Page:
Here's Jelly, the strange, hyped-up Q&A social network app

One of Twitter's co-founders has launched a kind of Q&A micro-social network app called Jelly. Here's how it works.

The buzz app of the week is Jelly, a social network built around asking questions and answering questions from other people. Its founder is Biz Stone, co-founder of such sites as Medium and Twitter - and indeed, it’s worth thinking of how Jelly works compared to an established Q&A site like Quora as being similar to how Twitter works relative to proper blogs.

If you’re not familiar with Quora - and forgive me for using another like-to-like analogy - it’s similar to Yahoo Answers, but useful. Founded by two of Facebook’s founders in 2009, its links with Silicon Valley gave it a cachet that attracted (and still attracts) powerful, intelligent, connected people with fascinating stories (for example, here’s a thread of people talking about times they met Steve Jobs, or here’s another with millionaires revealing whether getting rich is worth it).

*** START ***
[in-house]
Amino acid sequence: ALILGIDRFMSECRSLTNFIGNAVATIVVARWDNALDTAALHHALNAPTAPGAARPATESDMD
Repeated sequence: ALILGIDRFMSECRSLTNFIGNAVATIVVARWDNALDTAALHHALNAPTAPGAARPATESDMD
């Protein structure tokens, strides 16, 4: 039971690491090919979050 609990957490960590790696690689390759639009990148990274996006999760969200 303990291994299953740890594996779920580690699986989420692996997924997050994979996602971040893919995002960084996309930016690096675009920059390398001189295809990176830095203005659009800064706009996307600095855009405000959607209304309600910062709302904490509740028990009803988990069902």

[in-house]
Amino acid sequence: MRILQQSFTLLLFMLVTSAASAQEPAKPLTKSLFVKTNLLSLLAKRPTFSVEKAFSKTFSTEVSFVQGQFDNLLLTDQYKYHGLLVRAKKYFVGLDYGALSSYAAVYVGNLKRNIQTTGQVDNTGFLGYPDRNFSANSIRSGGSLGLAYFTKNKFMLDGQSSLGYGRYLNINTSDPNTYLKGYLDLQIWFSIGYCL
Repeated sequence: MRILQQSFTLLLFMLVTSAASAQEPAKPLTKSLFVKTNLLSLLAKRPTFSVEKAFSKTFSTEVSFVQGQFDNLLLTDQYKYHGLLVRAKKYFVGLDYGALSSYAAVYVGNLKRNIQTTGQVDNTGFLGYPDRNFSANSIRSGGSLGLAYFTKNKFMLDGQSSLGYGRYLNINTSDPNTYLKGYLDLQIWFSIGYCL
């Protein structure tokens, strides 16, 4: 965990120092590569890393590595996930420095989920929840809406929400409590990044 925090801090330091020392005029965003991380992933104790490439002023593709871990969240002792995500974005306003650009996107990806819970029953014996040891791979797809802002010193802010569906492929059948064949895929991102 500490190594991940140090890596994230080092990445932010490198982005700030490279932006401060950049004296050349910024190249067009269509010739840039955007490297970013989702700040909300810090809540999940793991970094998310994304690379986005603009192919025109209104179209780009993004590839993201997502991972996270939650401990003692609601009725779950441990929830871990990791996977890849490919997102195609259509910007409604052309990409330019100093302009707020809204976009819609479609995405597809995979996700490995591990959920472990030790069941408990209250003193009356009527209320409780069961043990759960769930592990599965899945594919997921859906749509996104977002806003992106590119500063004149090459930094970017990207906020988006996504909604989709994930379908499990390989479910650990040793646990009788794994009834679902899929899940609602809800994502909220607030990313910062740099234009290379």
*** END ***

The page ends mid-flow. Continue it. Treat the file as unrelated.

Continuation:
Jelly isn’t a place for detailed questions and answers, and nor is it aimed at only the Silicon Valley elite. It assumes that there are some questions which cannot be answered by using a search engine, and which are instead better served by other people. Hypothetically, even if your friends don’t know the answer, the exponentially larger number of friends of friends will.

So, open Jelly, take a picture of something, and write or draw a question. Share it on Twitter or Facebook, or rely on people within Jelly seeing it. You’ll also see questions that your friends (and their friends) have asked. Here’s how CNN Money sees it:

To follow a question, simply tap the "favorite" star in the upper right corner and notifications will appear within the app. But if you dismiss a question, you can't go back to it later when you think of the answer or remember you have a friend on Facebook who probably knows it.

Questions also can be shared outside the app and answered via the Web by people who don't use Jelly. These answers show up as "forwarded by ..."

Stone says in the future they'd like to figure out a way to connect names with outside answers, but it isn't a top priority right now.